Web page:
We are all obsessed to shrink our pores but pores are in fact super important when it comes to the health of your skin.
They produce sebum, the oil that keeps your skin hydrated. If you would close your pores, you would literally dry out your skin. So how can you actually impact your pores in a healthy manner to sustain your skin health and beauty?
Let’s dive right in.
Understanding how your skin is built and what role pores play in the largest organ that you have is quite important.
Broken down, your skin is built up in three layers that all have different functions and contain different cells that are responsible for a lot of processes to not only maintain your skin but also to let make it renew and let it grow.
- The outer layer of the skin
- Avascular (contains no blood vessels)
- Is entirely dependent on the underlying dermis for nutrient delivery and other processes
- Produces pigment and protects your immune system
- Forms the inner layer of the skin and is much thicker than the epidermis (1-5mm)
- The primary role of the dermis is to sustain and support the epidermis
- Protection against irritation, allergens, water loss
- Cushions the deeper structures from mechanical injury
- Provides nourishment to the epidermis
- Plays an important role in wound healing
- Is the subcutaneous layer lying below the dermis
- Consists largely of fat
- Provides the main structural support for the skin as well as insulating the body from cold and aiding shock absorption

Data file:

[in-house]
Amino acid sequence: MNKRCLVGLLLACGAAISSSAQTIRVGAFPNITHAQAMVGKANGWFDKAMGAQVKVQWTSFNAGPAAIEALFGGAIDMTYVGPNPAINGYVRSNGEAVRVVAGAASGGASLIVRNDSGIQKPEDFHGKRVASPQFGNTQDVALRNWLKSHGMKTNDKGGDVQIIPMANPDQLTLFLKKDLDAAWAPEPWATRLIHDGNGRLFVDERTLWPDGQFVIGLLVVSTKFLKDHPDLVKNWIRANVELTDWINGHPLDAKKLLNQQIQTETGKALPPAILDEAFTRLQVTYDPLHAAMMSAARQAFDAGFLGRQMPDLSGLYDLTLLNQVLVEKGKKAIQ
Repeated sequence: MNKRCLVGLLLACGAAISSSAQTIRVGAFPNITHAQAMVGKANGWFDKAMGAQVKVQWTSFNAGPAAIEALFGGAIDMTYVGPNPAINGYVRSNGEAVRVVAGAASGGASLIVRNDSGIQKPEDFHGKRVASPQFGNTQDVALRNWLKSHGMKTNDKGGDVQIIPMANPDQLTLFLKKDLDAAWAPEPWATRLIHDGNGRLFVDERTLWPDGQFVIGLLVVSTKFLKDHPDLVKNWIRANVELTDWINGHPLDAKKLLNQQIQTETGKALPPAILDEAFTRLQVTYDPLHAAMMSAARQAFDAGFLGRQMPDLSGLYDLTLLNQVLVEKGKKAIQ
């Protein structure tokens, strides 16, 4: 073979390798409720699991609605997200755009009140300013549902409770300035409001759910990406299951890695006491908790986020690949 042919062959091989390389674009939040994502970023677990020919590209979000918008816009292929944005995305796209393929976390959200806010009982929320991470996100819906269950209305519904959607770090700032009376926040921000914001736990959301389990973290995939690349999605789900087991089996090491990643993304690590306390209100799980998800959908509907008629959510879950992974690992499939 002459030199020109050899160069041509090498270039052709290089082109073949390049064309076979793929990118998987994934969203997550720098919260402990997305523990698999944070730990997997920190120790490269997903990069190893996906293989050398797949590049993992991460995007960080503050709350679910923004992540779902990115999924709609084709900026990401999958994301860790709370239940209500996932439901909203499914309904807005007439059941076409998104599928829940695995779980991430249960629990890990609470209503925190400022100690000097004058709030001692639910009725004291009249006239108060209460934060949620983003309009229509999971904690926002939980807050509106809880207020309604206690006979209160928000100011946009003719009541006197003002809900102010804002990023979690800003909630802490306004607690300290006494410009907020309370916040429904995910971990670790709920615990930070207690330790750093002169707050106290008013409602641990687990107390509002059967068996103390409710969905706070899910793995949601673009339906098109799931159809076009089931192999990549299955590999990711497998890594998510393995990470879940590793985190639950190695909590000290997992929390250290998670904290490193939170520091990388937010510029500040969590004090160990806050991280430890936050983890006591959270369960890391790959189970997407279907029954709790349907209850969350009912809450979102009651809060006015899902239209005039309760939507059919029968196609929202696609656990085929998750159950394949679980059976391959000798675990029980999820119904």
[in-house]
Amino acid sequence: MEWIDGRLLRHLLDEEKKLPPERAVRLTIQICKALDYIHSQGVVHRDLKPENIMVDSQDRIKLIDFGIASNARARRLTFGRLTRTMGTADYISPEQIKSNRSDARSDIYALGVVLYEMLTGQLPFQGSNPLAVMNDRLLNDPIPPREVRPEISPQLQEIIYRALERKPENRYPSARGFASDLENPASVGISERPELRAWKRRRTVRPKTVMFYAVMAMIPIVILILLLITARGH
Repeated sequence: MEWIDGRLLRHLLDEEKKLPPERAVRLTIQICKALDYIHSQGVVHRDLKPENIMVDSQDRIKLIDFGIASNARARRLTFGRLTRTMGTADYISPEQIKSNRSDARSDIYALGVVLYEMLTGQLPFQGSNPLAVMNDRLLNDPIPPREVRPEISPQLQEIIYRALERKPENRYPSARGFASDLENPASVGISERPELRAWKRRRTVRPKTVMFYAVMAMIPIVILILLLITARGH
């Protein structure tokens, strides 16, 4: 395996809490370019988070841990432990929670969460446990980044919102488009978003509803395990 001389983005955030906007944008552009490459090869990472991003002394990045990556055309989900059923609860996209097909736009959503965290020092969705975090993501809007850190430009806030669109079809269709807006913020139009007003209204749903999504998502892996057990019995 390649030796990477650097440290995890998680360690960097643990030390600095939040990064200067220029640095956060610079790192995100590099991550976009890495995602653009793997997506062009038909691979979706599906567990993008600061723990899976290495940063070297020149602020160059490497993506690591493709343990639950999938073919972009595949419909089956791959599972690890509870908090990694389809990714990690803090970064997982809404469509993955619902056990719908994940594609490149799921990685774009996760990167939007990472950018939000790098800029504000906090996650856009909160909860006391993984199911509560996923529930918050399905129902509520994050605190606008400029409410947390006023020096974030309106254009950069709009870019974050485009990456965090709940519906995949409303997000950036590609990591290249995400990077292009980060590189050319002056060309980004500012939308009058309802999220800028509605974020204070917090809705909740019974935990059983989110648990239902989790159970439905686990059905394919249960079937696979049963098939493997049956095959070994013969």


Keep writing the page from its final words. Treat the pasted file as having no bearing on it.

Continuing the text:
- Interlaced with blood vessels and nerves
Pores are basically the gateway from your body to the outer world. Practically tiny holes in your skin around sweat glands and hair follicles that help liquids and e.g. oxygen move through the surface of your skin. They are everywhere on your body where you would find oil glands but are much more concentrated on your face.
- They are called sudoriferous or sudoriparous glands, from Latin sudor = sweat
- Located in outer layer, the epidermis
There are two types of sweat glands that differ in their structure, function, secretory product, mechanism of excretion, anatomic distribution, and distribution across species.
- Eccrine sweat glands are almost everywhere in your body
- Highest density in palms and foot soles and on your head
- You will find these less on your body and extremities
- Apocrine sweat glands are mostly in your armpit and private area
- These don’t really cool humans down but are the only sweat glands in hoofed animals, such as camels, horses, cattle etc.
- Water-based secretion results in cooling humans = sweat
- Sweat is a liquid made from 99% water and 1% salt and fat
- Up to a quart of sweat evaporates each day through those tiny little pores
- That is why you sweat more to control your body temperature when your body overheats
- Located in the dermis (2nd layer of your skin)
- Associated with your hair follicles and connect through a canal of the hair follicle
- This canal has a membrane surrounded by collagen, blood vessels and deeper even fat and arteries and veins
It synthesises and secretes sebum which is a component of the hydrolipidic film = an emulsion of water (hydro) and fat (lipos). Basically, the good oil that keeps your skin protected from dehydration and potential cuts also maintains the suppleness of your skin and hair.